Marshall Cohen for CNN:
While election officials across the country try to prepare Americans for the chance of a prolonged vote-counting process this year, President Donald Trump and his allies have drawn a line in the sand and say they want to see a winner declared on election night.
As a result, Trump and his allies are setting unrealistic expectations, and undermining warnings from bipartisan state and local election officials and experts that a slower vote-count doesn’t always indicate a problem.Relying on an inaccurate and misleading interpretation of how US elections are conducted, White House press secretary Kayleigh McEnany said last Wednesday that the Trump administration wants to see a presidential winner projected on election night this November.
“What we want election night to look like is a system that’s fair, a situation where we know who the President of the United States is on election night. That’s how the system is supposed to work. And that’s ultimately what we’re looking for and what we’re hoping for,” McEnany said in a Fox News interview, where she criticized Democrats for expanding access to mail-in voting.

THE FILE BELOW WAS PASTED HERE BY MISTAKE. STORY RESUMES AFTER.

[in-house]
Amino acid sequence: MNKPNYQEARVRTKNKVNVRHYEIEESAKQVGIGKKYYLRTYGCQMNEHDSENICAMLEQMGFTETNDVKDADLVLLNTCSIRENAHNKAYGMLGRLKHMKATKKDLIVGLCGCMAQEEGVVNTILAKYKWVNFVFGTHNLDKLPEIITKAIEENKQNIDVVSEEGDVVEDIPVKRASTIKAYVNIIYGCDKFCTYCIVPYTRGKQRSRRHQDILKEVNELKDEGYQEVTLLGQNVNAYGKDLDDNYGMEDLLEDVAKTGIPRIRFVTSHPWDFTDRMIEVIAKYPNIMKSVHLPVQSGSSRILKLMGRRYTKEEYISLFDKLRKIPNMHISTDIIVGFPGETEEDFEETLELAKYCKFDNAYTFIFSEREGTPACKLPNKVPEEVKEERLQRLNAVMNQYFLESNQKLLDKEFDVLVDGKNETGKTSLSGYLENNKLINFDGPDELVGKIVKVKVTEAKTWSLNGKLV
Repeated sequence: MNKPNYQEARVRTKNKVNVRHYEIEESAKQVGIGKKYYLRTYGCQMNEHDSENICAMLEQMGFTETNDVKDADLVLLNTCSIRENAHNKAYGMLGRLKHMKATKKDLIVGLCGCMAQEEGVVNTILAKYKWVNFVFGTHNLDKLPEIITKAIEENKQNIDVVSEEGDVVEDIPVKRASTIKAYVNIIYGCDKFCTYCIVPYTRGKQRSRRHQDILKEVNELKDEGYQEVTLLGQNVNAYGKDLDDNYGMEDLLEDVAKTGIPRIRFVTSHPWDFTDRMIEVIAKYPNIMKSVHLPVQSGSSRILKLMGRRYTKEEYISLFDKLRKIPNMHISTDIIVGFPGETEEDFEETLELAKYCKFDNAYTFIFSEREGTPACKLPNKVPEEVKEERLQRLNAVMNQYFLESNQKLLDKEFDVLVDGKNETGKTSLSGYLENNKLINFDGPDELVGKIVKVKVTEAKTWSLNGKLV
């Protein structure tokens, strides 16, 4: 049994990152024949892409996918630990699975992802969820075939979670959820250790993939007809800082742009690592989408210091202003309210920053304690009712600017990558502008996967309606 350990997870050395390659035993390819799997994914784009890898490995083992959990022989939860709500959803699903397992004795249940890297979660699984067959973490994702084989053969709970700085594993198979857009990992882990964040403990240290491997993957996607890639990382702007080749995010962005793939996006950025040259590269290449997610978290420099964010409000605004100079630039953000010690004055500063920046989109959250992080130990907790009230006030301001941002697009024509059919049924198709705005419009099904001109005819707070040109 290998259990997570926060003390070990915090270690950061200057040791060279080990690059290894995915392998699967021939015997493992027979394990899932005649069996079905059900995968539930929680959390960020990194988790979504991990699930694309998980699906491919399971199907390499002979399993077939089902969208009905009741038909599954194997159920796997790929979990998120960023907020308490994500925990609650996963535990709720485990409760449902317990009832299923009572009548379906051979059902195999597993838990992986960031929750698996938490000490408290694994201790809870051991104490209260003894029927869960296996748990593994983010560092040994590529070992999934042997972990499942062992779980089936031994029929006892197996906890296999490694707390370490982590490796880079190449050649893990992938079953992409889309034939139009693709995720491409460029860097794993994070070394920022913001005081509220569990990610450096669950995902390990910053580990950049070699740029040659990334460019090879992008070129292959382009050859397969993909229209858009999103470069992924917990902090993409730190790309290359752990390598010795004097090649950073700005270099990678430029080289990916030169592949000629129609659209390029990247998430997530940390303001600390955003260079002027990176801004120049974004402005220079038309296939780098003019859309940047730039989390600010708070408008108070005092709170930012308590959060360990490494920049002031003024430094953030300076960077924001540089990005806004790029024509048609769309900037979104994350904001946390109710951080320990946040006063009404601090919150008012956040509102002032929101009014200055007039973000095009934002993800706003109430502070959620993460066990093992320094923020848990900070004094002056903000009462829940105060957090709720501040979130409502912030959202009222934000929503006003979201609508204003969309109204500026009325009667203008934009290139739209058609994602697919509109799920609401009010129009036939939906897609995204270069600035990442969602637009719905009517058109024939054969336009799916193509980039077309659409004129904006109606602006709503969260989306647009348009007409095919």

In recent months, Trump has repeatedly questioned the legitimacy of the election, refused to say if he’ll accept the results and spread false information and conspiracy theories about mail-in voting. He has a long history of rejecting election results and levying baseless accusations of widespread fraud when he sees election results that he doesn’t like.
He and his team have also attempted to suggest that any delay in the announcement of results is somehow improper, and that, despite Covid, 2020 Election Night should look and feel like any other election — even though the pandemic has drastically transformed how people vote and how states count those ballots. McEnany’s implication that a clear winner be determined on Election Night is rules- or law-based is part of that effort, one that experts say is not grounded in any reality.
“There is no legal requirement that states announce the winner of their popular vote on election night,” said Franita Tolson, a CNN contributor and law professor at the University of Southern California, who pointed out that the legal framework to formally select the next president largely revolves around Electoral College proceedings that take place in December and January.